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Mr. Portillo: Oh no.

Mrs. Beckett: I am so pleased to have upset the shadow Chancellor. He will be even more upset in a second. By 1997, the Tory Government had had the equivalent in today's money of £35 million every single day of the week for a solid 17 years. I shall say that again in case the right hon. Gentleman has forgotten: £35 million every single day for 17 solid years. That was the opportunity given to the Conservatives, but they never delivered a sustained and stable programme of long-term investment in Britain.

When faced with such unpalatable facts, the Opposition cannon fodder abdicate the debate and vaguely claim that it is all spin. It is the argument of a party that has no argument. Neither is their claim borne out by the facts or by the experience of millions of people throughout the country who, under this Government, have witnessed significant change for the better in many things that matter in their lives. They have seen much done, although we all recognise that there is much more still to do.

The shadow Chancellor went even further than saying that it was all spin: he claimed that the Government had failed utterly to improve the position that we inherited or

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to perform what we promised. Let us examine that contention. We said that we would restore the public finances. We inherited annual borrowing of £28 billion, and we shall deliver a £6 billion surplus in 2001. We said that we would tackle inflation, and it is now the lowest in the European Union, with the lowest underlying inflation rate in this country since records began in 1975. We said that we would try to tackle unemployment, and it is lower now than it has been for 25 years. My hon. Friend the Member for Amber Valley (Judy Mallaber) quoted a reduction in unemployment in her constituency of 40 per cent., and my right hon. and learned Friend the Member for Aberavon (Sir J. Morris) cited a reduction in youth unemployment in his constituency of 86 per cent.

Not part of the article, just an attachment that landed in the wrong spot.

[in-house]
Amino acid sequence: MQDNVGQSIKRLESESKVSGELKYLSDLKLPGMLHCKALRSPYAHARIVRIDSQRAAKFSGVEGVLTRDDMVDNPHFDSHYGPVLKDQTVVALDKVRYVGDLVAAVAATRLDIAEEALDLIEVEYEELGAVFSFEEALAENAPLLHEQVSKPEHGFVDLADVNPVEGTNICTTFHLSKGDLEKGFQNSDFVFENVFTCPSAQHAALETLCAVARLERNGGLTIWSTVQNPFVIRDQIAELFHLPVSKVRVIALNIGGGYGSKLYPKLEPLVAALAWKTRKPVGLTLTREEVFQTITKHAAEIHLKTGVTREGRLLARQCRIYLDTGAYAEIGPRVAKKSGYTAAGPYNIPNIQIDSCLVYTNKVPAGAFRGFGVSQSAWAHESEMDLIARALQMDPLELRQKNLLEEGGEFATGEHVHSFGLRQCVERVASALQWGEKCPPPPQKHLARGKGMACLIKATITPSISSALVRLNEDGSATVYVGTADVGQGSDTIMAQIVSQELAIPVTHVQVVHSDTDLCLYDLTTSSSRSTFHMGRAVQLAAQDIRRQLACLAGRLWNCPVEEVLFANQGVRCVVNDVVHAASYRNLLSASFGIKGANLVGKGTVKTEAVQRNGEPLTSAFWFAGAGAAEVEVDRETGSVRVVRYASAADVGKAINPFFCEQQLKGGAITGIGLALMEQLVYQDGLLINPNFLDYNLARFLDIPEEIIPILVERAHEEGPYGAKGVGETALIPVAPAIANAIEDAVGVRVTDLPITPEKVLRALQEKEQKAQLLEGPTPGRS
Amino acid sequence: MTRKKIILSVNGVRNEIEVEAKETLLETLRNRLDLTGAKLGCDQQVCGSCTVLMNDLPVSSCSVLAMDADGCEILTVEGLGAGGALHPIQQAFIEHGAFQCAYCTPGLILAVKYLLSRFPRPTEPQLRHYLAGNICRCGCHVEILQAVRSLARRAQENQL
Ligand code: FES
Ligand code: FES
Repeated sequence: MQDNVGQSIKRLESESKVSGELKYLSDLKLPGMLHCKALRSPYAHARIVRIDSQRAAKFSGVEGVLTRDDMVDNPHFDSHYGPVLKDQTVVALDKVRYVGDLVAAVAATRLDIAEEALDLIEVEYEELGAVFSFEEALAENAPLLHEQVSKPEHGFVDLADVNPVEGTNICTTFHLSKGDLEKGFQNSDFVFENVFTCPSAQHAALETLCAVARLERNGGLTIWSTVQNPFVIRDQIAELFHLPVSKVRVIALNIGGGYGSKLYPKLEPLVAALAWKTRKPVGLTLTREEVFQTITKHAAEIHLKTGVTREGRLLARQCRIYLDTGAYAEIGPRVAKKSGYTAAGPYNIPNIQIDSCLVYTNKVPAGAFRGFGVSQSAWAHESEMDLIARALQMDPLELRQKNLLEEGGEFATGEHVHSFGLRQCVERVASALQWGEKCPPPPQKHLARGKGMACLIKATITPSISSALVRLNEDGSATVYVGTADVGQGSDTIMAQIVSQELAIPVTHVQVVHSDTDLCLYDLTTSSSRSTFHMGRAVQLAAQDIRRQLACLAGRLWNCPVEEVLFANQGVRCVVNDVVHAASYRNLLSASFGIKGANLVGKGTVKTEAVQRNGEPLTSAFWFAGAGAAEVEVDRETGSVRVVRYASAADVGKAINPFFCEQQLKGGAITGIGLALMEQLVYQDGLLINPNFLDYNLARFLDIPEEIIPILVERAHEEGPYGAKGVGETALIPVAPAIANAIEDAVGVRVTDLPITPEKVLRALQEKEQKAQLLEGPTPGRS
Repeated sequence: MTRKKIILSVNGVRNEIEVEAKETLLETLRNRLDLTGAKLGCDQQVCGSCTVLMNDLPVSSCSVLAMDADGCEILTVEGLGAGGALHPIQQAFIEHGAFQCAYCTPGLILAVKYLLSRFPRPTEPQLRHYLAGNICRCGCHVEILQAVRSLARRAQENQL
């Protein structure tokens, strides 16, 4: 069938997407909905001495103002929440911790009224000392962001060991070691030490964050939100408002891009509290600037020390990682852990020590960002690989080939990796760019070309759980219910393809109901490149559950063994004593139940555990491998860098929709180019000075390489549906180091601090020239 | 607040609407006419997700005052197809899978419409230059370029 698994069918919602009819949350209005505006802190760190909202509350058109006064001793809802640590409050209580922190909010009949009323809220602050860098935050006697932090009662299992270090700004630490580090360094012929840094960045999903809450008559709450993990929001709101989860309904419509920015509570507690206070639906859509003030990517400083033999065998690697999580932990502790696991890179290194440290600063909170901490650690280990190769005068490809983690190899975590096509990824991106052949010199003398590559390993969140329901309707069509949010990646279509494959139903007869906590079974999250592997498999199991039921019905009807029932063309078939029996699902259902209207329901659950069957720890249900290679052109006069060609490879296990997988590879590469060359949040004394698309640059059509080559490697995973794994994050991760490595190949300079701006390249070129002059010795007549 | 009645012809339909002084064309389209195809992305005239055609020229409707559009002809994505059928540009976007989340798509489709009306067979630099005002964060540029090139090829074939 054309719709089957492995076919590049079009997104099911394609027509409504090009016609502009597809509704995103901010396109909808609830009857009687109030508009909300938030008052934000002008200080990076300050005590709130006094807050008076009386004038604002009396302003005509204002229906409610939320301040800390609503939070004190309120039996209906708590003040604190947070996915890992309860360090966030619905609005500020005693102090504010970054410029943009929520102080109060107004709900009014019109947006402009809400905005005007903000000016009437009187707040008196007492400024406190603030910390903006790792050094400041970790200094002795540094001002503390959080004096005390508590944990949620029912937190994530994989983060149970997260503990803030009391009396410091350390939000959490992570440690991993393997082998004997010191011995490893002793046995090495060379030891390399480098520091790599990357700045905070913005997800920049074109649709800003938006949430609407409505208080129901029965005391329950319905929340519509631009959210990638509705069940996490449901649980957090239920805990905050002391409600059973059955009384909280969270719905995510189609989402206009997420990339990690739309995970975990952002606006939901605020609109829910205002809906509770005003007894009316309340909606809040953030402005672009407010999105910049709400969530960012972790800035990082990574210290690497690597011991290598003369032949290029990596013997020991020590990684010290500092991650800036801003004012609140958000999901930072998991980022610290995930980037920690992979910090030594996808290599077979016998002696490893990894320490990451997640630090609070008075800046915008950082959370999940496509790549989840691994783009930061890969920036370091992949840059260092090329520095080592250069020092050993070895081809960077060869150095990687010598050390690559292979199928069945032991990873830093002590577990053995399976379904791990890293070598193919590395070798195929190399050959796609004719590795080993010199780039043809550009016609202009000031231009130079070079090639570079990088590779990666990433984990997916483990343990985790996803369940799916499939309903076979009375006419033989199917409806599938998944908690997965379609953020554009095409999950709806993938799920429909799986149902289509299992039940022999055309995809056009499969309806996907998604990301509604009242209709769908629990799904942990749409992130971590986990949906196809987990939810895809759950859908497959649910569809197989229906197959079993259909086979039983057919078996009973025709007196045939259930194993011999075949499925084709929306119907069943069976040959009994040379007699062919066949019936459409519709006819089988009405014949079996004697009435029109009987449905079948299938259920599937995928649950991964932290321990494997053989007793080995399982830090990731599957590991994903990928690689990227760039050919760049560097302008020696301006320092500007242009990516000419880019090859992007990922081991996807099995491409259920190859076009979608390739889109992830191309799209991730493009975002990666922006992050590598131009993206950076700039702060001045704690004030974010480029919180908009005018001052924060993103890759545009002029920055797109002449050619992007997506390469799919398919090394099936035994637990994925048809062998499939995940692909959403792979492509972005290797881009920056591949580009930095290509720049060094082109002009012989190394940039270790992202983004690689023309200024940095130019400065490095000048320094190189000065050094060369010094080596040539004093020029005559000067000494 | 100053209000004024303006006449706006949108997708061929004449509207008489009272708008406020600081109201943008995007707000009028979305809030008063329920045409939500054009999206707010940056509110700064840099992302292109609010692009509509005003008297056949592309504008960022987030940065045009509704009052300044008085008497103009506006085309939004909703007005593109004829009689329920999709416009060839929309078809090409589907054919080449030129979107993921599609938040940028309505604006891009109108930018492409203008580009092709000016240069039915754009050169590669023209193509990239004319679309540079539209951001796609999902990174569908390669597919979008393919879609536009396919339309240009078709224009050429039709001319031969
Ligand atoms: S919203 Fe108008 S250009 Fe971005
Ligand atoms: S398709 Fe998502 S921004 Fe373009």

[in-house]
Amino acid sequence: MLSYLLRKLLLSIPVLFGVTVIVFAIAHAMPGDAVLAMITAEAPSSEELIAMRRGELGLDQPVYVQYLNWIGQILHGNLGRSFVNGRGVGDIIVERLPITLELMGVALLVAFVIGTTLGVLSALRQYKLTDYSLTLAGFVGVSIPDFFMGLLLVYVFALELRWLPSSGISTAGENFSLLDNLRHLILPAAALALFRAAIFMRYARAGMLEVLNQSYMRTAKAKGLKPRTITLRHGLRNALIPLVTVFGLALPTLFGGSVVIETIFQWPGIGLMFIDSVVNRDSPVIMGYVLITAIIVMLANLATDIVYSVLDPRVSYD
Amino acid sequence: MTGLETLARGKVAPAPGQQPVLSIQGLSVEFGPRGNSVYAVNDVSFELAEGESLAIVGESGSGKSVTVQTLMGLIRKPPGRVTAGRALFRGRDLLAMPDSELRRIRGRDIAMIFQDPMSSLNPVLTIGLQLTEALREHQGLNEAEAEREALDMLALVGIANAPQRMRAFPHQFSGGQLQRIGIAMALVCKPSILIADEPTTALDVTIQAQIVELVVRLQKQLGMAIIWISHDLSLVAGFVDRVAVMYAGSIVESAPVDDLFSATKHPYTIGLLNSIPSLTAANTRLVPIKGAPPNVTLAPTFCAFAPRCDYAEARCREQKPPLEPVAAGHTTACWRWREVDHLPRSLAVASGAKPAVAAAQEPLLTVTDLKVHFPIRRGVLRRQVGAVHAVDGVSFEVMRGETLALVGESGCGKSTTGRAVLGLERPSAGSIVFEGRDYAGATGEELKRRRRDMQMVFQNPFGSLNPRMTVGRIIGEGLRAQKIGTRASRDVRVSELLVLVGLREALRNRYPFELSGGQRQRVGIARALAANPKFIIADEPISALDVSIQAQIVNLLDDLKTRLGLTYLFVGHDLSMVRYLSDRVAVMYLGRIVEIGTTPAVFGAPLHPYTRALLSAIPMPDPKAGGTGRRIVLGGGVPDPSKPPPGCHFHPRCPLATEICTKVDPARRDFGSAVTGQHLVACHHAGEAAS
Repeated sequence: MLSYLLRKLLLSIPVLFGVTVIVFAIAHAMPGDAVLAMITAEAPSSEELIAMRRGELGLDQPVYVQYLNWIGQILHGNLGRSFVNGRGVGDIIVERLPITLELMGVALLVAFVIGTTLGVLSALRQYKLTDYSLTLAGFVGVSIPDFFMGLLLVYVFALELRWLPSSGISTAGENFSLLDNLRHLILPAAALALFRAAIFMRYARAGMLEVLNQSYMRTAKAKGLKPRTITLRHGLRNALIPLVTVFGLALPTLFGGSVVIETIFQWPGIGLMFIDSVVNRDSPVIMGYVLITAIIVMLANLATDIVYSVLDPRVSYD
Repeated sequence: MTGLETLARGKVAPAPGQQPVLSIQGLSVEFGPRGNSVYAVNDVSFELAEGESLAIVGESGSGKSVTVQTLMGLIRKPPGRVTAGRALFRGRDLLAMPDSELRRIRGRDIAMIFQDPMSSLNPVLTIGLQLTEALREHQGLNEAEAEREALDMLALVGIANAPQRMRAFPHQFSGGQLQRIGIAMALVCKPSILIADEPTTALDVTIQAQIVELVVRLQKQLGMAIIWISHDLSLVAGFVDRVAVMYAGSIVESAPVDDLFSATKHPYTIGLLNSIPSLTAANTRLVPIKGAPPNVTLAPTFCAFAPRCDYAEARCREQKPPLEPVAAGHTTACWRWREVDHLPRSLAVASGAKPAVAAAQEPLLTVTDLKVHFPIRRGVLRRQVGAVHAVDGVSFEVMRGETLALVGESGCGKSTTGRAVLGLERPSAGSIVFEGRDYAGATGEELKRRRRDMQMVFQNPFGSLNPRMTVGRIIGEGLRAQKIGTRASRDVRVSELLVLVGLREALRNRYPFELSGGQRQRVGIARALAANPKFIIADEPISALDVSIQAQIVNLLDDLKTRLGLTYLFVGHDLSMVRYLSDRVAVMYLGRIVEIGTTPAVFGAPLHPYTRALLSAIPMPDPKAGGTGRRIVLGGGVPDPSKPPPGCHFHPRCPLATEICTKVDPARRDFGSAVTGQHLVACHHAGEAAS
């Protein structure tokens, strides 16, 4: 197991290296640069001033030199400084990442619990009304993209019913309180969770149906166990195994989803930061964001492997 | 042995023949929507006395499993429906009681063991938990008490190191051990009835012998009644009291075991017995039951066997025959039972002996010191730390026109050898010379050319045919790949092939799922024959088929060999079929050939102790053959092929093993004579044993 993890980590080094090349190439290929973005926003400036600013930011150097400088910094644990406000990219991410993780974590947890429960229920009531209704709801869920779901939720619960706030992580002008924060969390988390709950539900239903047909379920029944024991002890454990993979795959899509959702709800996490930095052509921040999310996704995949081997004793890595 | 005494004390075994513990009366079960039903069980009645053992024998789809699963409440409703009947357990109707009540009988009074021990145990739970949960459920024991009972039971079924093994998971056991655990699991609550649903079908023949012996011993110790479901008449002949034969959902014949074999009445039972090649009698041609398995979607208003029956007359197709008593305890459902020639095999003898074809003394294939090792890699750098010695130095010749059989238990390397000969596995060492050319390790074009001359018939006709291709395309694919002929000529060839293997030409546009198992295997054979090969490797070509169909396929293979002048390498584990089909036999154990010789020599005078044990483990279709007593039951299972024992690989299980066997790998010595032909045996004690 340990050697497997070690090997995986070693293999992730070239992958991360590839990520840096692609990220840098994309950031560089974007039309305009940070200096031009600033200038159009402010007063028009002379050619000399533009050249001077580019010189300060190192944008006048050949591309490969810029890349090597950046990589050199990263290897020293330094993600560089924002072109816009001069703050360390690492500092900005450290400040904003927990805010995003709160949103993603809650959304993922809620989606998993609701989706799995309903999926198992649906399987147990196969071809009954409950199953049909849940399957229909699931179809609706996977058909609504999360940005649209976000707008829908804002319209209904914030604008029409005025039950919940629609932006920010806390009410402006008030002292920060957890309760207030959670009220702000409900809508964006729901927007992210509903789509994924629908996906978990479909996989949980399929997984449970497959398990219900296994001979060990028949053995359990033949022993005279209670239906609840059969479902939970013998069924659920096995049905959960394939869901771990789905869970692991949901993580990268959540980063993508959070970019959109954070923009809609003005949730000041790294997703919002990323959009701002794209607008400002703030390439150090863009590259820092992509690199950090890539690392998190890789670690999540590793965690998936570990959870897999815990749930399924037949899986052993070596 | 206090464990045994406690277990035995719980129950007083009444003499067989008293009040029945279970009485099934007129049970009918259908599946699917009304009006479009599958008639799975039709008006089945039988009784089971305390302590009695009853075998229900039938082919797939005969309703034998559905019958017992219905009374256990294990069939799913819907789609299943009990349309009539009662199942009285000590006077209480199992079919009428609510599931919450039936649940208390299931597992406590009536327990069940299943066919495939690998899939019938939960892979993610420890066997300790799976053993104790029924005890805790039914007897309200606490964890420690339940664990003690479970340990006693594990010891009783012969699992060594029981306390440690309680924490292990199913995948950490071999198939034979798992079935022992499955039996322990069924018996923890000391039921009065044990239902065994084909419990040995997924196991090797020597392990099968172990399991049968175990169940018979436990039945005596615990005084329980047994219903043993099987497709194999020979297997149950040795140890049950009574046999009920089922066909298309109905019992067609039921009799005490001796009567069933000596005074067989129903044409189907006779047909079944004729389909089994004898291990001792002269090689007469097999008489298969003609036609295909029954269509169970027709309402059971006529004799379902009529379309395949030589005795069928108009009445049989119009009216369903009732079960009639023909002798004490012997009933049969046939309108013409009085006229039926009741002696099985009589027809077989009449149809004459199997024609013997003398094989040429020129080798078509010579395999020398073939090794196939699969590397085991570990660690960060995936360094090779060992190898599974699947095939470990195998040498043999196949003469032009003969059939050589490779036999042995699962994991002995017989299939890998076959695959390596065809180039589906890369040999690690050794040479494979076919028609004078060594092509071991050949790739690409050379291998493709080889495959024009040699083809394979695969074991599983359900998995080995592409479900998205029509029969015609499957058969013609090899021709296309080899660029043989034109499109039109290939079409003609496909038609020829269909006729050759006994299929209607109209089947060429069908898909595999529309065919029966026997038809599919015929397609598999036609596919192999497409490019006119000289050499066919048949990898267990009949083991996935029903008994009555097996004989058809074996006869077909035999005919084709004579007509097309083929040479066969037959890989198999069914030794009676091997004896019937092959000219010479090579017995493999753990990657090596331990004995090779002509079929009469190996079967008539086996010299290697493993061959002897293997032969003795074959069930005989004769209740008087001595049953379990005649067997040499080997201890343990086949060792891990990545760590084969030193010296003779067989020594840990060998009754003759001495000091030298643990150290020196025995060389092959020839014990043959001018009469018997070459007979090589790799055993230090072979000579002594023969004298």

Mr. Redwood: Will the right hon. Lady give way?

Mrs. Beckett: I should be delighted to give way to the right hon. Gentleman.

Mr. Redwood: Will the right hon. Lady tell the House why there are now fewer policemen, fewer hospital beds, fewer trains, fewer trains that run on time, and a far worse mess in manufacturing, farming and fishing than there were in 1997?

Mrs. Beckett: I did not quite catch the tail end of the right hon. Gentleman's list, but I assure him that we are conscious of the fact that, in the opening years of this Government, we needed to deal with the debt that we inherited from the Tories. Thus we were unable to put investment into public services as speedily as we had hoped. The right hon. Gentleman talked about fewer hospital beds and fewer nurses, but there would have been a lot more if the Conservative party had not cut the training programmes. We are doing our best to turn the situation around, but it takes three years to train a nurse, seven to train a doctor, and 10 years to provide a road building programme.

Mrs. Eleanor Laing (Epping Forest): Beds.

Mrs. Beckett: Oh, I am so grateful to the hon. Lady for reminding me. Yes, indeed, for years we told the Conservatives when they were in government that the health service would suffer as a result of the cuts in beds that they introduced in every specialty. They did not listen then, and they are clearly not listening now.

I shall return to the issue of delivery. We said that we would introduce a national minimum wage, and the Conservative party said that it would cost 2 million jobs. The Liberal Democrats said that it should be a regional minimum wage, because they wanted it to be lower in the south-west. I am not sure how often they remind their constituents of that, but there you go.

The latest figures for the new deal show that more than our target of 250,000 young people have successfully been helped. The new deal and the windfall tax were opposed by both Opposition parties. We said that we would seek economic stability. Interest rates have varied by no more than 2.5 percentage points since May 1997, and now stand at 6 per cent., as they have for the past 10 months. We are now spending an extra £4.5 billion in real terms on pensioners, with more to come, and we have introduced the biggest ever increase in child benefit. My hon. Friend the Member for Northampton, North